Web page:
New Technology That Will Replace GPS

Not bringing a GPS along when you hunt or fish is kind of like not having toilet paper. Sure, you can do that, but you're only creating problems for yourself.

While GPS has improved much in recent years, it still has its limits. It's easy to lose a signal in certain areas like mountains with heavy tree cover, at which point you're blind unless you have some other means to navigate. Then there's the issue of the vulnerability of the system that depends on satellites (31 of them at last count) that hang in the sky like sitting ducks should someone decide to take them out. This last concern is one that the military has and, should we somehow lose some or all our satellites to an attack, it would have tremendous repercussions around the globe.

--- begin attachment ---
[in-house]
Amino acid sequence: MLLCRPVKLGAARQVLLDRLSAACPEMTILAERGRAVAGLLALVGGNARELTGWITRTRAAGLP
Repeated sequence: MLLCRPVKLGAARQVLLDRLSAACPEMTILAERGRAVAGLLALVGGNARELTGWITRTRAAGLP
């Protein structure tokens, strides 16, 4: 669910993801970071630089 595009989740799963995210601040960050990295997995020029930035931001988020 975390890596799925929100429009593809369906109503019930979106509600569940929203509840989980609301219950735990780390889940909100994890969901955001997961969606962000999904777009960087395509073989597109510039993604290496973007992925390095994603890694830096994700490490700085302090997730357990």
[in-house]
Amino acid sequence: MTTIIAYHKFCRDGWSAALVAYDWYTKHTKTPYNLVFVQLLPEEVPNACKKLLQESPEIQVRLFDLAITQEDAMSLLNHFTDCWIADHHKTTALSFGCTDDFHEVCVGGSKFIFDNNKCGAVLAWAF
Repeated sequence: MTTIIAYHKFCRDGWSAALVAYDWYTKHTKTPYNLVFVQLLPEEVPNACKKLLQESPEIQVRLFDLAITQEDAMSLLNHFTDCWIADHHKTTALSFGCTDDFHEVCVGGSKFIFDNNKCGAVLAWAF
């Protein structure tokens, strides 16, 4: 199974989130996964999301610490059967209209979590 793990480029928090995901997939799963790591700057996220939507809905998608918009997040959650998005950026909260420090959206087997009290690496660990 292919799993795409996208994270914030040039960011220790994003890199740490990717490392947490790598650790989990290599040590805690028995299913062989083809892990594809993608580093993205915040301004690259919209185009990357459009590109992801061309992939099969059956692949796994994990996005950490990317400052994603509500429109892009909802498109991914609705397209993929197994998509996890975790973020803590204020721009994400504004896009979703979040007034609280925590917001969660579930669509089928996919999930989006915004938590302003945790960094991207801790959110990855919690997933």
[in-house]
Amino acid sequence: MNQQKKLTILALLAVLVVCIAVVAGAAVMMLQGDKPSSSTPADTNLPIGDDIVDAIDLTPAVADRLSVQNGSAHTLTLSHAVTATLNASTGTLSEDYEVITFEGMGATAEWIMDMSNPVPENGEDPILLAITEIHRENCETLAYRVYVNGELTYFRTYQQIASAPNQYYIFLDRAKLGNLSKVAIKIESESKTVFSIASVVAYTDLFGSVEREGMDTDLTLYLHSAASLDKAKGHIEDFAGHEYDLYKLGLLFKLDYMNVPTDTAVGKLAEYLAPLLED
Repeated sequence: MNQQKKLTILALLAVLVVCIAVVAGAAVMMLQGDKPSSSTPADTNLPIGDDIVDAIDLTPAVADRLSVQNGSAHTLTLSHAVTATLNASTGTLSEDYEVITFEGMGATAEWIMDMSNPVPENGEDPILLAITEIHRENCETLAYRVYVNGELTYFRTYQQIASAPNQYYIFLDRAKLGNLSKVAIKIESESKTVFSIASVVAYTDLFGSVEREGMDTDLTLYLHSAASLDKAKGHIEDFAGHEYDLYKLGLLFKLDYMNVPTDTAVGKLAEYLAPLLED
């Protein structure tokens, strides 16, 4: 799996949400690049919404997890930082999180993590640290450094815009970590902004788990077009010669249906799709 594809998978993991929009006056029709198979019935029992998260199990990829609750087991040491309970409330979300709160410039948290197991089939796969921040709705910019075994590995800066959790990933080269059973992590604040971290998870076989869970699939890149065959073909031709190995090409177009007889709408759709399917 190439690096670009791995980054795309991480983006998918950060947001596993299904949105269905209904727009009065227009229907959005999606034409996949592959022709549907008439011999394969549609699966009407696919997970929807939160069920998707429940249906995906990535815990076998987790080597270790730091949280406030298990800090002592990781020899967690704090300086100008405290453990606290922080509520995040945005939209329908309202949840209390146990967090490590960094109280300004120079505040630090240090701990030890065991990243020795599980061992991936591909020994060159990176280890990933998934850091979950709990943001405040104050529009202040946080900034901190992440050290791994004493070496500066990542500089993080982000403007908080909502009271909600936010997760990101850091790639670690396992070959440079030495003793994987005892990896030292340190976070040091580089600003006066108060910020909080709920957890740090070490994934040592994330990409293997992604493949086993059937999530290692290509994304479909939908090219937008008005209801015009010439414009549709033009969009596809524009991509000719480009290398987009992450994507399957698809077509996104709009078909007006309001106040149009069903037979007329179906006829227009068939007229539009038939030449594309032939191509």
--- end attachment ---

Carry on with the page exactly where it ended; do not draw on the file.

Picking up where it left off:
The folks at the Defense Advanced Research Project Agency (DARPA), which helped to develop other handy items like the Internet, have been working on a system to replace GPS--one that doesn't require satellites.

Working with scientists at the University of Michigan, they've developed a chip that would allow for accurate navigation even in caves or underwater. These chips are only eight cubic millimeters in size so you could easily lose one if you dropped it in the carpet. And according to this article, these chips "hold "three gyroscopes, three accelerometers and an atomic clock, which, together, work as an autonomous navigation system."

Not only would this work great for sportsmen, but a chip of that size could easily fit in everyday items so that lost remotes and car keys would be a thing of the past.